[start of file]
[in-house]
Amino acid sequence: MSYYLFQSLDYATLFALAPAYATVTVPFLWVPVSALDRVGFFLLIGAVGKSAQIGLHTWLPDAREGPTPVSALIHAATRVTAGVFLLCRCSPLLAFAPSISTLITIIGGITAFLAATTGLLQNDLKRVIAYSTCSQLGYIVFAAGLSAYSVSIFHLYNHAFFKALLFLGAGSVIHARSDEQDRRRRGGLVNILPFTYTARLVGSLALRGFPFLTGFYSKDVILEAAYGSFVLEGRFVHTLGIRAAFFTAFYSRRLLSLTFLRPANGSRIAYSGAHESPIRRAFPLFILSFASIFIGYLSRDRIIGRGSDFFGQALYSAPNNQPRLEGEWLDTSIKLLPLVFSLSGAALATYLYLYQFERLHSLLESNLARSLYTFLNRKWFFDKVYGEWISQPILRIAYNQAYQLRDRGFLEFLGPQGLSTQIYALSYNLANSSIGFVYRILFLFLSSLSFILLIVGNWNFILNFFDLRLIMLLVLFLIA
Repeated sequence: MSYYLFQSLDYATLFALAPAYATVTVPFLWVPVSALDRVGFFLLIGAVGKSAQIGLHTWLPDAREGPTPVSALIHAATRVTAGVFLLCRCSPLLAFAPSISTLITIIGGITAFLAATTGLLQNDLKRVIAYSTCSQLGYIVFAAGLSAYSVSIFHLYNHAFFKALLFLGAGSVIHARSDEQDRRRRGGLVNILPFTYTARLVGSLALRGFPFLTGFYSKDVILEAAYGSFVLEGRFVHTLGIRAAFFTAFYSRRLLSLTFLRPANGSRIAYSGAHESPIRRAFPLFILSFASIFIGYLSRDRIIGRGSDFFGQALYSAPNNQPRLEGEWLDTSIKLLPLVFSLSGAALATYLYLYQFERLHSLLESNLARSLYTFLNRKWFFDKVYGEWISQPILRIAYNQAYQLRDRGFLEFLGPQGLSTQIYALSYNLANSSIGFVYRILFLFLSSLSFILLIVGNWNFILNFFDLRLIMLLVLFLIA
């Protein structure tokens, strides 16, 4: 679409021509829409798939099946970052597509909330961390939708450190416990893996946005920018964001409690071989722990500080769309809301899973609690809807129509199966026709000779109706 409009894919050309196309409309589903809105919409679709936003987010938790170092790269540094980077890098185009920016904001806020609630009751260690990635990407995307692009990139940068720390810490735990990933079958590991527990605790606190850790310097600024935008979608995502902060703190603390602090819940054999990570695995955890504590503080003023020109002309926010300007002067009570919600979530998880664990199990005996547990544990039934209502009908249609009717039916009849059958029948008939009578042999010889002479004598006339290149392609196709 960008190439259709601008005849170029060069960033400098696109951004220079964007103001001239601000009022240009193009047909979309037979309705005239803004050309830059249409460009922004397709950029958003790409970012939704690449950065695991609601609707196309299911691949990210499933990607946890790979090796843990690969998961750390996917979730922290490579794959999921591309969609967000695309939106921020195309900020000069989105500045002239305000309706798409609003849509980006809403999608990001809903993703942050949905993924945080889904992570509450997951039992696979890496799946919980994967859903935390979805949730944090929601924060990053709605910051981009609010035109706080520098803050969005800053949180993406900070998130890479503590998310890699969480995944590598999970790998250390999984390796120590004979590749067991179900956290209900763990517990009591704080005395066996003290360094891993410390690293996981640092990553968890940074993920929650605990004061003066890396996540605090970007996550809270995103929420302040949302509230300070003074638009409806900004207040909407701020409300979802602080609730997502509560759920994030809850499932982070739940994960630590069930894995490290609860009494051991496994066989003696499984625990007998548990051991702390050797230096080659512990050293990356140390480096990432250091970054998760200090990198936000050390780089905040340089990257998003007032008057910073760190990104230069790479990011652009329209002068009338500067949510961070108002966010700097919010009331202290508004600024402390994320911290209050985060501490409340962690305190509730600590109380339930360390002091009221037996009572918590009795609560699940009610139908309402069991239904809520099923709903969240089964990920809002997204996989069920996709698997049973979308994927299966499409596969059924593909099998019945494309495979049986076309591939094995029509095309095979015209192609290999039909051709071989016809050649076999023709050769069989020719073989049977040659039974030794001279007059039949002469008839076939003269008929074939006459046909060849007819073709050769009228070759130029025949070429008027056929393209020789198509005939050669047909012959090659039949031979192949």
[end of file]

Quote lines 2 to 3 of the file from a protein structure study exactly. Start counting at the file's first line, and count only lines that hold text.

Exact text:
Amino acid sequence: MSYYLFQSLDYATLFALAPAYATVTVPFLWVPVSALDRVGFFLLIGAVGKSAQIGLHTWLPDAREGPTPVSALIHAATRVTAGVFLLCRCSPLLAFAPSISTLITIIGGITAFLAATTGLLQNDLKRVIAYSTCSQLGYIVFAAGLSAYSVSIFHLYNHAFFKALLFLGAGSVIHARSDEQDRRRRGGLVNILPFTYTARLVGSLALRGFPFLTGFYSKDVILEAAYGSFVLEGRFVHTLGIRAAFFTAFYSRRLLSLTFLRPANGSRIAYSGAHESPIRRAFPLFILSFASIFIGYLSRDRIIGRGSDFFGQALYSAPNNQPRLEGEWLDTSIKLLPLVFSLSGAALATYLYLYQFERLHSLLESNLARSLYTFLNRKWFFDKVYGEWISQPILRIAYNQAYQLRDRGFLEFLGPQGLSTQIYALSYNLANSSIGFVYRILFLFLSSLSFILLIVGNWNFILNFFDLRLIMLLVLFLIA
Repeated sequence: MSYYLFQSLDYATLFALAPAYATVTVPFLWVPVSALDRVGFFLLIGAVGKSAQIGLHTWLPDAREGPTPVSALIHAATRVTAGVFLLCRCSPLLAFAPSISTLITIIGGITAFLAATTGLLQNDLKRVIAYSTCSQLGYIVFAAGLSAYSVSIFHLYNHAFFKALLFLGAGSVIHARSDEQDRRRRGGLVNILPFTYTARLVGSLALRGFPFLTGFYSKDVILEAAYGSFVLEGRFVHTLGIRAAFFTAFYSRRLLSLTFLRPANGSRIAYSGAHESPIRRAFPLFILSFASIFIGYLSRDRIIGRGSDFFGQALYSAPNNQPRLEGEWLDTSIKLLPLVFSLSGAALATYLYLYQFERLHSLLESNLARSLYTFLNRKWFFDKVYGEWISQPILRIAYNQAYQLRDRGFLEFLGPQGLSTQIYALSYNLANSSIGFVYRILFLFLSSLSFILLIVGNWNFILNFFDLRLIMLLVLFLIA